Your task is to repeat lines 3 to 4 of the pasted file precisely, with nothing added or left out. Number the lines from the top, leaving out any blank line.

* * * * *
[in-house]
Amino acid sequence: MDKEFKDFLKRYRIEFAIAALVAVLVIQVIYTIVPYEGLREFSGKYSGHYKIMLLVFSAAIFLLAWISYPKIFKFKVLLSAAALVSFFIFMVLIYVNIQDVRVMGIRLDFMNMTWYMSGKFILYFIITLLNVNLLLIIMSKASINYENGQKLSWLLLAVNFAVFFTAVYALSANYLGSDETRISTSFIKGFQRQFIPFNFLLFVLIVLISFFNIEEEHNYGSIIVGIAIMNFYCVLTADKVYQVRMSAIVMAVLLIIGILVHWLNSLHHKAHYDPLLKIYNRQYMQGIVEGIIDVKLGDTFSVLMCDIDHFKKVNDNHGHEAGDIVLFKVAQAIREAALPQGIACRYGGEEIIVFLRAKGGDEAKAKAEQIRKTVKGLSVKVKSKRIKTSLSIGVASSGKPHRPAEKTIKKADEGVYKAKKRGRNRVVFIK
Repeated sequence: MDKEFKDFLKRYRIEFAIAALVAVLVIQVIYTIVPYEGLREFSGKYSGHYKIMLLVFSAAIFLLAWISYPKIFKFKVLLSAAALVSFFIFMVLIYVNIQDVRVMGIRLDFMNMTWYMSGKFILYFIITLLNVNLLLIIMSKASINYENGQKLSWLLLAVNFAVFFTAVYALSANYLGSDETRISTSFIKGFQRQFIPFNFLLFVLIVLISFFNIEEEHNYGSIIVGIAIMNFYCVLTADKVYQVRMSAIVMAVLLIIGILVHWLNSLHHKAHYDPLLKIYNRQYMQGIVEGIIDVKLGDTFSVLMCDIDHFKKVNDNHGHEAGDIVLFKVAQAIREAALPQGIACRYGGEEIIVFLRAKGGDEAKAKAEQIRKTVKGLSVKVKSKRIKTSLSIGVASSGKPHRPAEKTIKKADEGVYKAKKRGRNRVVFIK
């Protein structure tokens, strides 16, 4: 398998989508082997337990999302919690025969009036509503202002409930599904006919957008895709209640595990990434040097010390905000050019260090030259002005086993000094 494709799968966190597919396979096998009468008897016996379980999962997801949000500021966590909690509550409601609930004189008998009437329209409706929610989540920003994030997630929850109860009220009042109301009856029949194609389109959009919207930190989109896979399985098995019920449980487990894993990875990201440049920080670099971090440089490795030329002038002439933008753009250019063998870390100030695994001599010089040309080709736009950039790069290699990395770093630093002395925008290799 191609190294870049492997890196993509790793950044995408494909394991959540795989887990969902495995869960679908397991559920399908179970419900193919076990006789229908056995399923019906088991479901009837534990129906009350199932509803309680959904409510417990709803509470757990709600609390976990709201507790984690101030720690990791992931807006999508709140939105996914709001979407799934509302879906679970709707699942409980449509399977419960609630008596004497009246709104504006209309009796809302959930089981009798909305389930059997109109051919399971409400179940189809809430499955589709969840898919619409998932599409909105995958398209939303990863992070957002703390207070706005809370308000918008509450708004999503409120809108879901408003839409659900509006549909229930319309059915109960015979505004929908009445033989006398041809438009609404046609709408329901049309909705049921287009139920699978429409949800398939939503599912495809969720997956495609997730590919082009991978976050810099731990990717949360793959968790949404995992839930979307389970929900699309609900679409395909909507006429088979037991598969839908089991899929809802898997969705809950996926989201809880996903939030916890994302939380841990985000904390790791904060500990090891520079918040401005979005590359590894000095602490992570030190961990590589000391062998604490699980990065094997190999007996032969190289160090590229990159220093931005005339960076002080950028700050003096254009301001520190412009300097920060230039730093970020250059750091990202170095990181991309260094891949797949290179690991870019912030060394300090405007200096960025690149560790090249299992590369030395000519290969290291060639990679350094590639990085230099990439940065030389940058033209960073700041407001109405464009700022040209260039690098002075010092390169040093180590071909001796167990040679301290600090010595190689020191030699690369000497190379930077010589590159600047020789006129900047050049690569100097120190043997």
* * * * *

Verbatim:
Repeated sequence: MDKEFKDFLKRYRIEFAIAALVAVLVIQVIYTIVPYEGLREFSGKYSGHYKIMLLVFSAAIFLLAWISYPKIFKFKVLLSAAALVSFFIFMVLIYVNIQDVRVMGIRLDFMNMTWYMSGKFILYFIITLLNVNLLLIIMSKASINYENGQKLSWLLLAVNFAVFFTAVYALSANYLGSDETRISTSFIKGFQRQFIPFNFLLFVLIVLISFFNIEEEHNYGSIIVGIAIMNFYCVLTADKVYQVRMSAIVMAVLLIIGILVHWLNSLHHKAHYDPLLKIYNRQYMQGIVEGIIDVKLGDTFSVLMCDIDHFKKVNDNHGHEAGDIVLFKVAQAIREAALPQGIACRYGGEEIIVFLRAKGGDEAKAKAEQIRKTVKGLSVKVKSKRIKTSLSIGVASSGKPHRPAEKTIKKADEGVYKAKKRGRNRVVFIK
């Protein structure tokens, strides 16, 4: 398998989508082997337990999302919690025969009036509503202002409930599904006919957008895709209640595990990434040097010390905000050019260090030259002005086993000094 494709799968966190597919396979096998009468008897016996379980999962997801949000500021966590909690509550409601609930004189008998009437329209409706929610989540920003994030997630929850109860009220009042109301009856029949194609389109959009919207930190989109896979399985098995019920449980487990894993990875990201440049920080670099971090440089490795030329002038002439933008753009250019063998870390100030695994001599010089040309080709736009950039790069290699990395770093630093002395925008290799 191609190294870049492997890196993509790793950044995408494909394991959540795989887990969902495995869960679908397991559920399908179970419900193919076990006789229908056995399923019906088991479901009837534990129906009350199932509803309680959904409510417990709803509470757990709600609390976990709201507790984690101030720690990791992931807006999508709140939105996914709001979407799934509302879906679970709707699942409980449509399977419960609630008596004497009246709104504006209309009796809302959930089981009798909305389930059997109109051919399971409400179940189809809430499955589709969840898919619409998932599409909105995958398209939303990863992070957002703390207070706005809370308000918008509450708004999503409120809108879901408003839409659900509006549909229930319309059915109960015979505004929908009445033989006398041809438009609404046609709408329901049309909705049921287009139920699978429409949800398939939503599912495809969720997956495609997730590919082009991978976050810099731990990717949360793959968790949404995992839930979307389970929900699309609900679409395909909507006429088979037991598969839908089991899929809802898997969705809950996926989201809880996903939030916890994302939380841990985000904390790791904060500990090891520079918040401005979005590359590894000095602490992570030190961990590589000391062998604490699980990065094997190999007996032969190289160090590229990159220093931005005339960076002080950028700050003096254009301001520190412009300097920060230039730093970020250059750091990202170095990181991309260094891949797949290179690991870019912030060394300090405007200096960025690149560790090249299992590369030395000519290969290291060639990679350094590639990085230099990439940065030389940058033209960073700041407001109405464009700022040209260039690098002075010092390169040093180590071909001796167990040679301290600090010595190689020191030699690369000497190379930077010589590159600047020789006129900047050049690569100097120190043997």